Nintendo's Celebrating Kid Icarus: Uprising With a Tournament

If you didn’t know Kid Icarus: Uprising had a multiplayer component, Nintendo wants to remind you of it with a national multiplayer tournament!

Gamestops in four major cities across the US will be holding regional tournaments throughout March using the game’s 3 vs. 3 versus mode: San Fransisco on March 8, Orlando on March 11, Los Angeles on March 15, and New York City on March 22. The finalists will head for the Gamestop on Broadway and 84th in New York City on March 22. While the winners will receive an assortment of Kid Icarus swag, all finalists who attend will be able to purchase a copy of Kid Icarus: Uprising a full day before its official release. Spectators will also be able to get some hands on time with the game before the game launches on the 3DS.

And imagine, all this new found glory and attention after appearing in a modernized form on Smash Bros. Brawl!

via Ripten

Enhanced by Zemanta

Banking with the home team: Small institutions bring personal touch to finances.(Business Times)

The Washington Times (Washington, DC) February 24, 1997 | Marriott, Anne Sparked by technology and regulatory reforms, consolidation has drastically changed the face of banking the past three years, forcing community banks to create a role for themselves in the era of megabanks.

In their fight for survival, especially in tough markets such as Washington, community banks must provide the high level of personal service not afforded by the big banks while keeping pace with the technological advances consumers have come to expect from their financial institutions.

“Being a small bank in a big city like Washington is very different than being a small bank in a rural area,” said Barbara Davis Blum, the chairman and chief executive of Abigail Adams National Bank. “It’s different in the market approach, the level of sophistication and the delivery of services.” Part of that sophistication is understanding the local market and carving a niche to meet customers’ needs rather than forcing them to adapt to a corporate philosophy the way the big banks do.

Adams National caters to women and minorities. Patriot National has a reputation as a small-business lender. First Virginia is known for its car loans. Others in the area also have worked hard to distinguish themselves from banking’s standard fare.

Although there are varied definitions, community banks generally are regarded as financial institutions with assets ranging from a few million dollars to almost $1 billion. They tend to specialize in consumer accounts or small-business lending, have only a few branches, and don’t want to grow much past their neighborhoods.

Basic economics generally mean larger banks can provide credit card and mutual fund services with ease.

But community banks said the one thing the big boys can’t do is provide neighborly service – everything from knowing a customer’s name when he walks through the door to making loans to someone who doesn’t fit the cookie-cutter criteria set by the big banks.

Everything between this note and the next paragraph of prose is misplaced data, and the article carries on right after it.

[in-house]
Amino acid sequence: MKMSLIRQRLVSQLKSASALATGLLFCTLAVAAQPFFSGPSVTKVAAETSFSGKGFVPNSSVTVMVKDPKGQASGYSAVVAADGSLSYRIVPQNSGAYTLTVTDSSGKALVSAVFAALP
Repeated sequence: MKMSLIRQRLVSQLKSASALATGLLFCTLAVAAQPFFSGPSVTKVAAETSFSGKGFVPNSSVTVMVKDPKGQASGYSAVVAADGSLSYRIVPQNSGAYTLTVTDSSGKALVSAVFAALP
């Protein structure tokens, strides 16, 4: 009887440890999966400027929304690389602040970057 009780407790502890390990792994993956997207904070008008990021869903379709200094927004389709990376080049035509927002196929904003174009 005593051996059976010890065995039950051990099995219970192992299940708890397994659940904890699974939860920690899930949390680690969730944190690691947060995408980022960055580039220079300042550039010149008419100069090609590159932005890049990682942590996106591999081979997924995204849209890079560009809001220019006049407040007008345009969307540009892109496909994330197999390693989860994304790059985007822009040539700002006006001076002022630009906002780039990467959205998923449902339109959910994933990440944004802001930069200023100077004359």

For all of that, community bankers realize it’s technology that’s spurring change within the industry, and without it, their business will suffer. Services such as computer and telephone banking, thought to be luxuries five years ago, are considered standard in the Washington market, they said.

“The key for a community bank to be successful is to be technologically competent in terms of providing technology that consumers have come to expect,” said Terrie Spiro, the president and chief executive of Tysons National Bank, which has three branches.

While community banks cannot afford to be technological leaders – that responsibility falls to the Citibanks and Wells Fargos of the world – they must listen for the “bells and whistles” of innovation, she said.

That’s just as true for banks with $25 million in assets as for banks with close to $1 billion in assets, several bankers said. Consumers generally give de novos, or start-up banks, three years before they expect high-tech services.

Banking changed drastically three years ago when Congress passed the Riegel-Neal Interstate Banking and Branching Act, which sparked the rapid consolidation experts believe ultimately will split the industry into two groups: the behemoth Chase Manhattans and the local Burke and Herberts.

Many experts said they do not expect regional banks such as Crestar and Signet to survive the consolidation push, especially as larger banks make more aggressive attempts to become the country’s financial leader. NationsBank, for example, pushed into the Midwest last summer with the $8.7 billion acquisition of Boatmen’s Bancshares, and there are rumors that the Charlotte, N.C.-based bank will merge soon with either BankAmerica or Wells Fargo. go to website citibank sign on

As the consolidation goes on, the demand for small financial institutions is expected to continue. But even top executives at the Independent Bankers Association of America said they expect the number of community banks to fall to about 5,500 from the current 8,000 over five years.

More than 20 local banks have disappeared because of mergers, the most recent of which was Crestar’s $774 million acquisition of Laurel-based Citizens Bank. That merger, which closed Dec. 31, made Crestar stronger, but it also made the Richmond-based bank a more attractive takeover target, analysts said.